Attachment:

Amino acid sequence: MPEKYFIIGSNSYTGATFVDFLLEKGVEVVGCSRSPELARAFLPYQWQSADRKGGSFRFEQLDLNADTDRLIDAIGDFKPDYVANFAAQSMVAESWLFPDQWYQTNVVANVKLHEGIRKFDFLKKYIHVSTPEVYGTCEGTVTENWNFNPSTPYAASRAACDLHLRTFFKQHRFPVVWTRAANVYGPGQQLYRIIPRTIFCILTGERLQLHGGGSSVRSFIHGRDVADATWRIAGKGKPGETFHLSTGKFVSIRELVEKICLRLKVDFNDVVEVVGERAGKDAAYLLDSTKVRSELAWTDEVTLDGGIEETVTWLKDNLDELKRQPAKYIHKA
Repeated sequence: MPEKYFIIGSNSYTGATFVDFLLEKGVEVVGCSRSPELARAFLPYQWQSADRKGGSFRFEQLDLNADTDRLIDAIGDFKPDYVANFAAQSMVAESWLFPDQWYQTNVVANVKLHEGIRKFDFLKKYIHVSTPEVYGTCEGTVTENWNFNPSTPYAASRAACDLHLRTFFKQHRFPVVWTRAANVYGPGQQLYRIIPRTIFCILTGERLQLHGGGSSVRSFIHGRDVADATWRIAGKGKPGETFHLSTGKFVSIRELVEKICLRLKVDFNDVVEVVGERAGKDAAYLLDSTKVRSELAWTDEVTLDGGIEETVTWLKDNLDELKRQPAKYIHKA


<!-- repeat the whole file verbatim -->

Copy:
Amino acid sequence: MPEKYFIIGSNSYTGATFVDFLLEKGVEVVGCSRSPELARAFLPYQWQSADRKGGSFRFEQLDLNADTDRLIDAIGDFKPDYVANFAAQSMVAESWLFPDQWYQTNVVANVKLHEGIRKFDFLKKYIHVSTPEVYGTCEGTVTENWNFNPSTPYAASRAACDLHLRTFFKQHRFPVVWTRAANVYGPGQQLYRIIPRTIFCILTGERLQLHGGGSSVRSFIHGRDVADATWRIAGKGKPGETFHLSTGKFVSIRELVEKICLRLKVDFNDVVEVVGERAGKDAAYLLDSTKVRSELAWTDEVTLDGGIEETVTWLKDNLDELKRQPAKYIHKA
Repeated sequence: MPEKYFIIGSNSYTGATFVDFLLEKGVEVVGCSRSPELARAFLPYQWQSADRKGGSFRFEQLDLNADTDRLIDAIGDFKPDYVANFAAQSMVAESWLFPDQWYQTNVVANVKLHEGIRKFDFLKKYIHVSTPEVYGTCEGTVTENWNFNPSTPYAASRAACDLHLRTFFKQHRFPVVWTRAANVYGPGQQLYRIIPRTIFCILTGERLQLHGGGSSVRSFIHGRDVADATWRIAGKGKPGETFHLSTGKFVSIRELVEKICLRLKVDFNDVVEVVGERAGKDAAYLLDSTKVRSELAWTDEVTLDGGIEETVTWLKDNLDELKRQPAKYIHKA